Now I get to jump back and talk about one of the very first ever adaptations of Dracula on film, Nosferatu. Since the novel was still copyrighted at the time of the film's creation, a lot of the names and some of the events in the movie were purposefully changed to try to differentiate it from Dracula. Florence Stoker, Bram's wife, still found the result to be too close to her husband's novel and sued them successfully. Many copies of the movie were destroyed and distribution banned. Fortunately, some people held on to their copies and the movie still exists today.
Because there is no longer any copyright on the film today either, the version of Nosferatu that you view is going to differ dramatically depending on where you get it from. Also, as a silent film, the soundtrack can vary greatly. In more recent decades, there have been many efforts to put the movie to a modern soundtrack. Nosferatu the First Vampire (available via the link on a disc with Night of the Living Dead and House on Haunted Hill) sets the film to the music of the group Type O Negative, there is a "gothic industrial remix" you can view through Netflix streaming, and also a Del Ray and the Sun Kings electronica version for rental. The one I viewed last night had music by the Silent Orchestra, which seemed to be largely midi orchestral music. All the versions I've seen are also color coded, with blue/purple shading for night scenes and a golden yellow for the day, along with some scenes tinted in red. I'm fairly certain this was not on the original...
All of the names in the film are changed. Here's a guide for you:
Dracula - Count Orlok
Jonathan Harker - Thomas Hutter
Mina - Ellen
Renfield - Knock
Arthur - Harding
Lucy - Annie
Van Helsing - Professor Bulwer
There's also a doctor who leads the asylum and could be considered to be John Seward, but his role is fairly minimal.
The story starts off with an already slightly crazy looking Knock sending Hutter off to Count Orlok's estate. It's amazing to me how nearly every adaptation, even an unauthorized one like this, always does their best to get these opening scenes as accurate as possible. I guess everyone really loves the idea of this poor guy being sent off to accomplish a task and ending up in great danger in the hands of a demon. In this movie we even get a shot of the breakfast being all laid out and ready for Jonathan/Hutter when he wakes up. For a guy with no servants who can't eat normal food, Dracula/Orlok really goes out of his way to feed his guests. I guess the blood of a starving man doesn't taste as good.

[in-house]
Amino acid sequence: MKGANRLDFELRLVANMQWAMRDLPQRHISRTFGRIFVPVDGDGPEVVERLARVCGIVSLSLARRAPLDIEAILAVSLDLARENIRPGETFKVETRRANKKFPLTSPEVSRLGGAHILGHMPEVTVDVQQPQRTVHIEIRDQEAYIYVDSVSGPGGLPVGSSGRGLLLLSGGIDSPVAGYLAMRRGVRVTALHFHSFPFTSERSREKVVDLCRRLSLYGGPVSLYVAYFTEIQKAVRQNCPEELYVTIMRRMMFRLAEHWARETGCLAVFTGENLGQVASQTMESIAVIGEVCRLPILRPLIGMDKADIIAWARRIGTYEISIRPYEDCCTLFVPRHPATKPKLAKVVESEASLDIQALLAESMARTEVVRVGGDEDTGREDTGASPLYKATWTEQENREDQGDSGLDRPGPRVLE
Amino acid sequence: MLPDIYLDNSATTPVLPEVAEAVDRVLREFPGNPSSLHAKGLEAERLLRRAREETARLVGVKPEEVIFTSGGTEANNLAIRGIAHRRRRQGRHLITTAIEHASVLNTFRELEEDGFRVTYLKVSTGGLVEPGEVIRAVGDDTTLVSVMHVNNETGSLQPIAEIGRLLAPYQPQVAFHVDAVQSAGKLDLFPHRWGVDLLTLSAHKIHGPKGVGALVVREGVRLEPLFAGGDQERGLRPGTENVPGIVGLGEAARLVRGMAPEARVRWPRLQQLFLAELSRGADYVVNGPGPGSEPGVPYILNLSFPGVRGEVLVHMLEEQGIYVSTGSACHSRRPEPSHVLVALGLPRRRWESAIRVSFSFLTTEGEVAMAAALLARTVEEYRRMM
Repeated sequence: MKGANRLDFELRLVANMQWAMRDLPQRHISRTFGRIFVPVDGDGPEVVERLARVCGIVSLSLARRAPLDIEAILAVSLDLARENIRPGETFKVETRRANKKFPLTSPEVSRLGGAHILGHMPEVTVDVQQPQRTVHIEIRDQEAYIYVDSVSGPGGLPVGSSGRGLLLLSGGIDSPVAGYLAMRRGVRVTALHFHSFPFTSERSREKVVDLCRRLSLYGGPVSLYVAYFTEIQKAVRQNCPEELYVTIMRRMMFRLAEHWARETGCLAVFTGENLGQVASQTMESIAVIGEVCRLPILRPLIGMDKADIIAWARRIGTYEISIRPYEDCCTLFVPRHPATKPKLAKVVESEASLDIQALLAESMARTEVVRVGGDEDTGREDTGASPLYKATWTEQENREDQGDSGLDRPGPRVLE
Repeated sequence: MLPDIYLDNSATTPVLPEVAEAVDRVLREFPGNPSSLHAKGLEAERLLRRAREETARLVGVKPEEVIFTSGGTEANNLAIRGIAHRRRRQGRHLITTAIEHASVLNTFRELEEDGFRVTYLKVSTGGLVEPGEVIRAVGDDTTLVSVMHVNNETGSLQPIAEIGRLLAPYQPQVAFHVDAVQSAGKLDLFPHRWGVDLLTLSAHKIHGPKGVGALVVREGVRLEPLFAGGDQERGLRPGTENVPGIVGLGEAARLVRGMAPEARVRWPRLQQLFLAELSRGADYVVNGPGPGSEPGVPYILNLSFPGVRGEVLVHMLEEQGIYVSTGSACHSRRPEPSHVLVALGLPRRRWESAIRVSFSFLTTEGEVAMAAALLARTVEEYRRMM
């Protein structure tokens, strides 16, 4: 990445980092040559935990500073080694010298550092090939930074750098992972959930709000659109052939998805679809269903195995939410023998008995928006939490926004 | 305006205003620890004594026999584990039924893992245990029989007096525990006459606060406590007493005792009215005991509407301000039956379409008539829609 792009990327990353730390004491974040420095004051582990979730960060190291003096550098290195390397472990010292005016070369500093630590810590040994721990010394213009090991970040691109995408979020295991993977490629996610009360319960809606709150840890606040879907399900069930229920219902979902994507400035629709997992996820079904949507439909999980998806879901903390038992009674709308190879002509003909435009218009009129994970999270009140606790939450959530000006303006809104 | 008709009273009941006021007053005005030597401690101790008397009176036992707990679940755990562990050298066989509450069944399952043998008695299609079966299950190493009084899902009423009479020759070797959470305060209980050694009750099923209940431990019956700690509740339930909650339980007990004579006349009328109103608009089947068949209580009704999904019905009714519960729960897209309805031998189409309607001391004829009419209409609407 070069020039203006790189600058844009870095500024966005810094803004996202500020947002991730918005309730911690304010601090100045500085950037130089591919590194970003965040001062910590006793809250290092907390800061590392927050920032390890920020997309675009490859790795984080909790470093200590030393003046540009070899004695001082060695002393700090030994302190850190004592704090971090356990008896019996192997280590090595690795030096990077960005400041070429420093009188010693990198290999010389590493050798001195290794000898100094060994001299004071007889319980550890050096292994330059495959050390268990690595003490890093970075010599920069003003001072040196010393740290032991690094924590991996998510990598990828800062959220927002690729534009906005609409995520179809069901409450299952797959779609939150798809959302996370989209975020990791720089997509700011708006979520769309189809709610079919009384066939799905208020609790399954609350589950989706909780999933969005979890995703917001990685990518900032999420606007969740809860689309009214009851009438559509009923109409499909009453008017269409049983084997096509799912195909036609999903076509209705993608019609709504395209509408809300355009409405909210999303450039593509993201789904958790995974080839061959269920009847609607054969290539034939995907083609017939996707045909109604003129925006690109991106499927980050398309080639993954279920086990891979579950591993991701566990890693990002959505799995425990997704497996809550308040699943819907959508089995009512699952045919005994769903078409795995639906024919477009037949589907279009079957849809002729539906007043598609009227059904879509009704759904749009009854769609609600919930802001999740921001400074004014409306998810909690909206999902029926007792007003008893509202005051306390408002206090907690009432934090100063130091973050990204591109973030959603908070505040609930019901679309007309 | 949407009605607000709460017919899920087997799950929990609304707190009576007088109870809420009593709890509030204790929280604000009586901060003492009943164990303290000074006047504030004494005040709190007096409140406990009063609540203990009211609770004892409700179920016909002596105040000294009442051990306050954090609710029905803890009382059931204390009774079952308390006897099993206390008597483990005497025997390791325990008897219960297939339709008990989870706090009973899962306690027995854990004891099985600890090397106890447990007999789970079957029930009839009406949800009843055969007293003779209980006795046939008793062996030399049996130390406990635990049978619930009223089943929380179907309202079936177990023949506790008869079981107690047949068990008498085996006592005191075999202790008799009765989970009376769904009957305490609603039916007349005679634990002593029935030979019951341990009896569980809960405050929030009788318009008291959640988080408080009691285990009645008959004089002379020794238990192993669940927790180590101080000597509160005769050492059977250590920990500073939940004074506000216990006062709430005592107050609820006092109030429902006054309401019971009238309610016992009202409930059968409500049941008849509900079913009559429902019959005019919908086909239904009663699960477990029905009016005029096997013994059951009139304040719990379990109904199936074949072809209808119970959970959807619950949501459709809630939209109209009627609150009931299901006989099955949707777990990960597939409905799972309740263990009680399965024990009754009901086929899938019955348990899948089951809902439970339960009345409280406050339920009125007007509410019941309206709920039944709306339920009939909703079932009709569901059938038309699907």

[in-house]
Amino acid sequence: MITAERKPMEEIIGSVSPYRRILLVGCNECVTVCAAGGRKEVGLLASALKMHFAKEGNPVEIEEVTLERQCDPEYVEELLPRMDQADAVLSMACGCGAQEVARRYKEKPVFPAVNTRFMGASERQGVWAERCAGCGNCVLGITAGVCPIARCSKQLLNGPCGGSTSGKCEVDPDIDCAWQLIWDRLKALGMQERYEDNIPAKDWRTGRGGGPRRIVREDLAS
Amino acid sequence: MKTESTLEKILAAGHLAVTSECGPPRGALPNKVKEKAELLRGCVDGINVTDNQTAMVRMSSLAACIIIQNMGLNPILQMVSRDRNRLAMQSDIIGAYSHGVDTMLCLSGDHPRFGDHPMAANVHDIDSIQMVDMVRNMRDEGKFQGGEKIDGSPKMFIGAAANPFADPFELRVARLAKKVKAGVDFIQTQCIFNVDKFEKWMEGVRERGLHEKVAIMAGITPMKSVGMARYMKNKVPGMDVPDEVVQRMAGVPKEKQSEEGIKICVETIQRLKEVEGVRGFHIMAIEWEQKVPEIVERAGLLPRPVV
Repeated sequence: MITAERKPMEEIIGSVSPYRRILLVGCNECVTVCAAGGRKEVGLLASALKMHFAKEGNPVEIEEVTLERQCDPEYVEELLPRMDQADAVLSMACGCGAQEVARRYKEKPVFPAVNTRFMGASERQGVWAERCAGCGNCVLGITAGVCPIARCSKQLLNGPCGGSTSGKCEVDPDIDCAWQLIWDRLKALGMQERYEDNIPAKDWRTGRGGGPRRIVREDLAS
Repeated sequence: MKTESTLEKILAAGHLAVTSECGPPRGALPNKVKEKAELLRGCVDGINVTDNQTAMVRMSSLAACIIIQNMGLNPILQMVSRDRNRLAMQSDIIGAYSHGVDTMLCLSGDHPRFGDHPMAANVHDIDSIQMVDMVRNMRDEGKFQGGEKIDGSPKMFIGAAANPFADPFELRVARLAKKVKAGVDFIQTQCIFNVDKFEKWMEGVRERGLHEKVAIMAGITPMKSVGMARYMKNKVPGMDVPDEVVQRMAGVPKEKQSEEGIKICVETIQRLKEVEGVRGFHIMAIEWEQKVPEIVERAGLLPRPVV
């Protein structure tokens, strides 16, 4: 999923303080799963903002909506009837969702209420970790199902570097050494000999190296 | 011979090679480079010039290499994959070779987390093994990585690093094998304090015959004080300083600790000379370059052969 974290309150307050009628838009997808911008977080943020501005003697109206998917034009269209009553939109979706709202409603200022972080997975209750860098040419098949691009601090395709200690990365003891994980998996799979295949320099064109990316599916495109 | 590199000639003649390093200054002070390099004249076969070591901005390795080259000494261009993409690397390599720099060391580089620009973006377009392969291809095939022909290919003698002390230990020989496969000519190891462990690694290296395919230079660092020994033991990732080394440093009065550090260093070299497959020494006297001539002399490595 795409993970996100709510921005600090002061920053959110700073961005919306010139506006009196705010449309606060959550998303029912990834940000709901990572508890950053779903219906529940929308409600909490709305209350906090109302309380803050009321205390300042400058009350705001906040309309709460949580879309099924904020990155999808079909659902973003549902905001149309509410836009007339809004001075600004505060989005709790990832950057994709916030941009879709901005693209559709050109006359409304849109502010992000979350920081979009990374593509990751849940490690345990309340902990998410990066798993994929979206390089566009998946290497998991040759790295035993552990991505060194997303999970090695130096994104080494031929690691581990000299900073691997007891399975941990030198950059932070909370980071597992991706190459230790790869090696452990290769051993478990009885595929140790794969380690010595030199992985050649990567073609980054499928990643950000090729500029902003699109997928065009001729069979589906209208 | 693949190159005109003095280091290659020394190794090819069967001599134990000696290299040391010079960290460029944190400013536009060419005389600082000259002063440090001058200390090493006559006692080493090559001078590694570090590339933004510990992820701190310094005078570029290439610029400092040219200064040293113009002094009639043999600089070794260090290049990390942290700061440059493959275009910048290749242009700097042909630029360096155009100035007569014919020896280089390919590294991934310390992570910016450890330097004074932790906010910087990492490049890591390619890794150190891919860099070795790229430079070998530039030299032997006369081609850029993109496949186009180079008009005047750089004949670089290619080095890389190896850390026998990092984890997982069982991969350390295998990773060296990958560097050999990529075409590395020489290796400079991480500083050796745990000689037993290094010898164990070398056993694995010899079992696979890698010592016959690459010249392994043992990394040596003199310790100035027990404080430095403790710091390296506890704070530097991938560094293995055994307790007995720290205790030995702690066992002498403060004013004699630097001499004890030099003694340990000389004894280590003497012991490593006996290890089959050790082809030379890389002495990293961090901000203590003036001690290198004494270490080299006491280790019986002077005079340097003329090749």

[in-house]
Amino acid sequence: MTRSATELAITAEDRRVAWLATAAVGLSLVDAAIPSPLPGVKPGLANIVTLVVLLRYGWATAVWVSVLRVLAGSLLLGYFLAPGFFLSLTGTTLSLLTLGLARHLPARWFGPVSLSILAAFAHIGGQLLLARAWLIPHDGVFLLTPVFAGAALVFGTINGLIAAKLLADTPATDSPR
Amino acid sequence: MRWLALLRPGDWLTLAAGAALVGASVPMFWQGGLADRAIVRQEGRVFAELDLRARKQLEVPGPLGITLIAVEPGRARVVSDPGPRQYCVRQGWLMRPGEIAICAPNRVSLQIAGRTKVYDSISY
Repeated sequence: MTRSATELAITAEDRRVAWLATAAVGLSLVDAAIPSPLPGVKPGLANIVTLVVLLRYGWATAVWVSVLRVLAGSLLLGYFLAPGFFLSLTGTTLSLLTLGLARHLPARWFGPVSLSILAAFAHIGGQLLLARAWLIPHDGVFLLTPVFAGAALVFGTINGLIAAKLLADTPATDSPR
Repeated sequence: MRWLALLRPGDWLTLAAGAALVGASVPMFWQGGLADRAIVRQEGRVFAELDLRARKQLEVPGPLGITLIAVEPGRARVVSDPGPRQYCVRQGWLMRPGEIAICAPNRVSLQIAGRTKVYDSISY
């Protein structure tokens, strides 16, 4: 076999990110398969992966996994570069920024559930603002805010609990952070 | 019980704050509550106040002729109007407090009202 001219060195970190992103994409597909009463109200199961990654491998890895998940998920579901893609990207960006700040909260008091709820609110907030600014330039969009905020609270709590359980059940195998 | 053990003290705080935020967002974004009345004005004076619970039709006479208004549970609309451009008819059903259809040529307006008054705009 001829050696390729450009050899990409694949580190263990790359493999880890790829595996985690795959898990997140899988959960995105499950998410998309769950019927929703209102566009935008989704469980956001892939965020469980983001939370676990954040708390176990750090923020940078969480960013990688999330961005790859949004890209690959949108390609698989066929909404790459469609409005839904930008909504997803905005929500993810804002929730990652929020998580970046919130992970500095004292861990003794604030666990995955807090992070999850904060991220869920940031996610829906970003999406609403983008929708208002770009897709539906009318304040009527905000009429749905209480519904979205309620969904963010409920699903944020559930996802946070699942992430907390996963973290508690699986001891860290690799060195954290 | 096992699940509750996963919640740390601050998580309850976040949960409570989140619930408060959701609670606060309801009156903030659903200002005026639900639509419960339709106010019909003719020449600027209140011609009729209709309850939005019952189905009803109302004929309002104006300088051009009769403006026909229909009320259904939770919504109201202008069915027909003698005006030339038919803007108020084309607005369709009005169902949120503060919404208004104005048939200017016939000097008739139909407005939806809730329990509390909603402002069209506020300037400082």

One of the interesting things about this movie is that when Hutter cuts himself, Orlok actually reaches out and sucks the blood off his finger. Dracula is warded away by the rosary Jonathan is wearing in the book. Can you imagine actually arriving somewhere, and when you cut your hand your host reaches out and starts sucking on your thumb? Sounds like the time to leave to me! Hutter however is only slightly freaked by this. Another addition to this scene is that Orlok spies a picture of Ellen in a locket Hutter is carrying. This is where this idea of Dracula having a particular interest in Mina all started, as it simply isn't in the book at all. In the book, Dracula chooses her specifically because he knows the men trying to destroy him are attached to her, and because his turning her also provides him a connection with which to spy on them. It's not the romantic love affair that so many of the movies make it out to be.
There are no brides for Count Orlok, poor lonely guy. Instead he feeds on Hutter for a couple days until all the paperwork is ready and he can head to Winsburg, Germany. When Hutter sees that the count is heading to his home town, he fears for Ellen's safety and knows he must leave. He's been locked inside so he rips apart his bed sheets to make a rope and climb down. Jonathan just scaled the walls parkour style in the novel, so Hutter seems like a bit of chicken by comparison.
We see Orlok travel via raft and then boat in a coffin along with about 8 other coffins worth of dirt and rats. Orlok himself is very rat like in appearance, another attempt to distance him from Count Dracula. The sailors on the ship begin to die off one by one, and the captain and first mate blame the plague at first. Over time though they sense that someone else is on the ship, and the first mate goes below to try to do something about it. On the ship is where we see two of the freakiest parts of the whole movie: Orlok rises ramrod straight from his coffin, and in another point we see him appear standing momentarily in a transparent form around the coffins. This latter one is enough to freak the first mate out so that he commits suicide by jumping off the ship. The captain steels his courage and ties himself to the ship's wheel, determined to go down with his ship and bring it and its goods to harbor. The ship does make it to shore, but sadly the captain is dead. This whole sequence is accurate to the novel.
Once the ship has made it to Winsburg, the townspeople decide that the captain has died of the plague and a pandemic spreads through out the town, with many dying and a lot of people afraid to leave their homes. The movie doesn't really spell out whether it is Orlok preying on all these people or if the rats he brought with him really did carry the plague. However, we are told later that the plague stops after he's defeated, so I think it's fairly safe to assume that he's the one doing it.
The villagers however decide that it must be crazy old Knock's fault, who by this time has been institutionalized and is eating flies and spiders. He escapes and the people chase him about the town throwing rocks at him. They eventually chase him out into a field, but instead of attacking him they destroy a scarecrow. I really don't know what that's all about.